Immediately after the confirmation of metastasis, the patient was returned to surgery. During the operation, we detected a solitary metastatic nodule on his diaphragm, facing the 7th segment of the liver. The lesion did not involve any other organs including the liver and the lung. We removed the tumor along the tumor-free resection margin at least 1 cm and repaired the defect. Histopathologic examination revealed a tumor measuring 2.6×0.7×0.5 cm that infiltrated the entire layer of the diaphragm. The tumor showed the same characteristic of the original sigmoid colon cancer, in regard to the state of differentiation and the amount of mucin (Fig. 3). Three weeks after the surgery, the patient's serum CEA level had returned to the normal range. Postoperative adjuvant therapy consisted of six cycles of intravenous irrinotecan (150 mg/m2), 5-FU (1,000 mg/m2) and leukovorin (20 mg/m2). Seventeen months after the surgery, the patient is alive with no evidence of disease.


Distant metastasis of colorectal cancer occurs by lymphatic or hematogenous spread. In 50% of patients with colorectal cancer, circulating tumor cells were detected in the peripheral blood at the time of surgery (4). However, genuine hematogenous metastasis to the diaphragm is extremely rare. In our case, the route of metastasis may be either lymphatic or hematogenous. Since the majority of lymphatic metastasis occurs in a stepwise fashion and no apparent lymph node metastasis was detected during the second-look operation, we speculated that the likely route of metastasis in our patient is hematogenous.
The serum CEA level is a simple and sensitive marker for identifying recurrence or metastasis in colon cancer. In colon cancer patients, following complete surgical resection of colorectal carcinoma, the serum CEA level decreases to the normal range usually within one month in most cases, although it may take as long as 4 months (5). Thus, the serum CEA level of all colorectal cancer patients underwent curative resection should be measured. In patients whose serum CEA level fails to drop to the normal range, physicians should consider the possibility of the presence of hidden malignant foci or early recurrence (6).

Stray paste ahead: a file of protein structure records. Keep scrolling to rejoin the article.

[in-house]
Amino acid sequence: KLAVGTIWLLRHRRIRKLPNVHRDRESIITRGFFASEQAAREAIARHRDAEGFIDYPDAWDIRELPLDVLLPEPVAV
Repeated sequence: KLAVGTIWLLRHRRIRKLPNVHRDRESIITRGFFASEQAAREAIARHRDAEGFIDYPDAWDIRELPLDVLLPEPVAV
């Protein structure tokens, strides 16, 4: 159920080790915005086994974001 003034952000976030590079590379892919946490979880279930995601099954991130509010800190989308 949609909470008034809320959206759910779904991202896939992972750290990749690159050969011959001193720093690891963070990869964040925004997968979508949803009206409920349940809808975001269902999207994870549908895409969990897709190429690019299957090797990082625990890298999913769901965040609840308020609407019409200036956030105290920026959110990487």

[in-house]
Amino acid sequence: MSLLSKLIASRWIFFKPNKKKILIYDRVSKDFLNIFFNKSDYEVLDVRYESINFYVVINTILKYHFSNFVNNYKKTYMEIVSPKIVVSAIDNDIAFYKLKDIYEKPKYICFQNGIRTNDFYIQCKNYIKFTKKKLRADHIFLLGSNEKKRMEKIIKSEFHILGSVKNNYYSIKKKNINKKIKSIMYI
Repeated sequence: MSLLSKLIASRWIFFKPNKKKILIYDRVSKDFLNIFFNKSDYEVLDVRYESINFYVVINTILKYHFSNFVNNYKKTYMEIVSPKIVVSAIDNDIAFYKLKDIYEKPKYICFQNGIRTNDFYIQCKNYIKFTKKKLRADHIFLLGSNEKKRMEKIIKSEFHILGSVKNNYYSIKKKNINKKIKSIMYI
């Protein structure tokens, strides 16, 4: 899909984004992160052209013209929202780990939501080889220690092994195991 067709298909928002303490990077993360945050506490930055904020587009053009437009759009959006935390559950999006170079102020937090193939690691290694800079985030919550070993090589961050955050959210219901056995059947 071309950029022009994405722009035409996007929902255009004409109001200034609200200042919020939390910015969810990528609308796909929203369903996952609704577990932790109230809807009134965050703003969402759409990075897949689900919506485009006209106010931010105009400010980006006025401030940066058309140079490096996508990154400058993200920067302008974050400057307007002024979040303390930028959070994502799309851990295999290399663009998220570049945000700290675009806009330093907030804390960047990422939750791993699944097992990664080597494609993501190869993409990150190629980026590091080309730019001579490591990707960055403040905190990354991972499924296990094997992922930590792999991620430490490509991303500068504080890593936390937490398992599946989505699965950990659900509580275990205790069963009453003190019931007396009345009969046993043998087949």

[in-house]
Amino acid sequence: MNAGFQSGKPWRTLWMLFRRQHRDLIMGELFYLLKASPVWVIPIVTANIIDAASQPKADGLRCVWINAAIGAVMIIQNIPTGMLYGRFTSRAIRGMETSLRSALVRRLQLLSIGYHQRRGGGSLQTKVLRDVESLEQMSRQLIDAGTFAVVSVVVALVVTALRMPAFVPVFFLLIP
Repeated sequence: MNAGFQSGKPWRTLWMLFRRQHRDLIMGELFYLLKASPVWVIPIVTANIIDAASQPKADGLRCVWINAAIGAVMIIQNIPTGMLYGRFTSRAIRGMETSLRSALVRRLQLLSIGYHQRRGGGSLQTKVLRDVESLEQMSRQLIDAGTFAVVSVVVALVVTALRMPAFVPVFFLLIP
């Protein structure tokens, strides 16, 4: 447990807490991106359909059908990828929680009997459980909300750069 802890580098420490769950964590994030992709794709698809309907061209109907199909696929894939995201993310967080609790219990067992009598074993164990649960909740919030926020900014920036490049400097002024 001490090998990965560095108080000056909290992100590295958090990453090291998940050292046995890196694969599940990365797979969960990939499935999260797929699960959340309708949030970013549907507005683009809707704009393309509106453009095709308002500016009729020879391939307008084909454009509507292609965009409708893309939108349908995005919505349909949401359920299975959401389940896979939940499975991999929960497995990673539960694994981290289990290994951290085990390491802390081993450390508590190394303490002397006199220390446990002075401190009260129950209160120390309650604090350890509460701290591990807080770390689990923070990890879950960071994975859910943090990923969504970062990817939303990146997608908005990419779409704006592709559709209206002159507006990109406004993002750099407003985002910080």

Patients with the increased serum CEA level but no evidence of recurrence on imaging studies present a particular challenge to physicians. The options available are continued surveillance, a second-look operation, or the initiation of systemic chemotherapy. The options, however, have significant drawbacks. Continued surveillance may be frustrating for both clinicians and patients. Although the CEA-directed second-look operation detects the resectable recurred tumors in approximately 50% patients and achieves 5-year survival in one third of the patients, approximately 50% patients underwent the non-curative surgery (7,8). In regard to systemic chemotherapy, it is often difficult to justify because of its side effects and limited benefits. Thus, the improvement of the current diagnostic modalities and new diagnostic methods may lead to the early detection of recurrent colon cancer.
Since skeletal metastasis usually occurs as the consequence of systemic spread, the prognosis of patients with skeletal metastasis is poor. In one report, three out of four patients died of disease (9). The diaphragm is composed of voluntary muscles and relatively avascular fibrous tissues. The prognosis of diaphragmatic metastasis may be similar to skeletal metastasis. Nevertheless, the complete resection of the metastatic lesion and appropriate adjuvant systemic chemotherapy may achieve the cure in the absence of other metastatic lesions.


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Fig. 1
Clinical course of the patient: the close correlation between serum CEA level and treatment response.
Fig. 2
MRI of an isolated metastatic tumor on the diaphragm. (A) Gadolinium enhanced T1-weighted axial view showed a ill-defined peripherally enhanced low signal lesion (arrow). (B) coronal view showed a protruding mass with motion artifact (arrow).
Fig. 3
Histopathological findings. (A) primary sigmoid colon cancer (H&E, ×200). (B-C) isolated metastasis on the diaphragm. The metastatic tumor, which involved entire thickness of the diaphragm, had a moderate cellular differentiation and amount of mucin similar to that of the primary sigmoid colon cancer (H&E, ×200, ×40).